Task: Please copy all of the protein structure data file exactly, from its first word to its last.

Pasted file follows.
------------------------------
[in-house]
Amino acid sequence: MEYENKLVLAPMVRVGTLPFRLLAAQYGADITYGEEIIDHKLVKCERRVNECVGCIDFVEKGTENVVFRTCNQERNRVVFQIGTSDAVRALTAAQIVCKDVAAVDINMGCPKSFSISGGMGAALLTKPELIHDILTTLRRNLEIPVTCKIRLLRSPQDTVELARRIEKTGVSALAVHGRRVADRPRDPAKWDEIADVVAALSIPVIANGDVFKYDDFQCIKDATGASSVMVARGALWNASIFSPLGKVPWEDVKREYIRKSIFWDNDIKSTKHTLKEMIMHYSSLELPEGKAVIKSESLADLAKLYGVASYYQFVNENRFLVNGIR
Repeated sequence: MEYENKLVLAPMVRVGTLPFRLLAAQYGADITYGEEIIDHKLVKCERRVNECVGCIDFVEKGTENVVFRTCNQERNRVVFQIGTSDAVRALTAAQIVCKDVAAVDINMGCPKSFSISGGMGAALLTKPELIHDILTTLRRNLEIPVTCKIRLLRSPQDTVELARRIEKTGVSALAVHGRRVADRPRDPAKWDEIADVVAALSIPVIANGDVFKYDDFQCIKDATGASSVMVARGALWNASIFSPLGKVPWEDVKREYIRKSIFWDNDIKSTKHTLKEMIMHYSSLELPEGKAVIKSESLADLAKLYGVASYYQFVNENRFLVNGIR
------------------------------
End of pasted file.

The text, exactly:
[in-house]
Amino acid sequence: MEYENKLVLAPMVRVGTLPFRLLAAQYGADITYGEEIIDHKLVKCERRVNECVGCIDFVEKGTENVVFRTCNQERNRVVFQIGTSDAVRALTAAQIVCKDVAAVDINMGCPKSFSISGGMGAALLTKPELIHDILTTLRRNLEIPVTCKIRLLRSPQDTVELARRIEKTGVSALAVHGRRVADRPRDPAKWDEIADVVAALSIPVIANGDVFKYDDFQCIKDATGASSVMVARGALWNASIFSPLGKVPWEDVKREYIRKSIFWDNDIKSTKHTLKEMIMHYSSLELPEGKAVIKSESLADLAKLYGVASYYQFVNENRFLVNGIR
Repeated sequence: MEYENKLVLAPMVRVGTLPFRLLAAQYGADITYGEEIIDHKLVKCERRVNECVGCIDFVEKGTENVVFRTCNQERNRVVFQIGTSDAVRALTAAQIVCKDVAAVDINMGCPKSFSISGGMGAALLTKPELIHDILTTLRRNLEIPVTCKIRLLRSPQDTVELARRIEKTGVSALAVHGRRVADRPRDPAKWDEIADVVAALSIPVIANGDVFKYDDFQCIKDATGASSVMVARGALWNASIFSPLGKVPWEDVKREYIRKSIFWDNDIKSTKHTLKEMIMHYSSLELPEGKAVIKSESLADLAKLYGVASYYQFVNENRFLVNGIR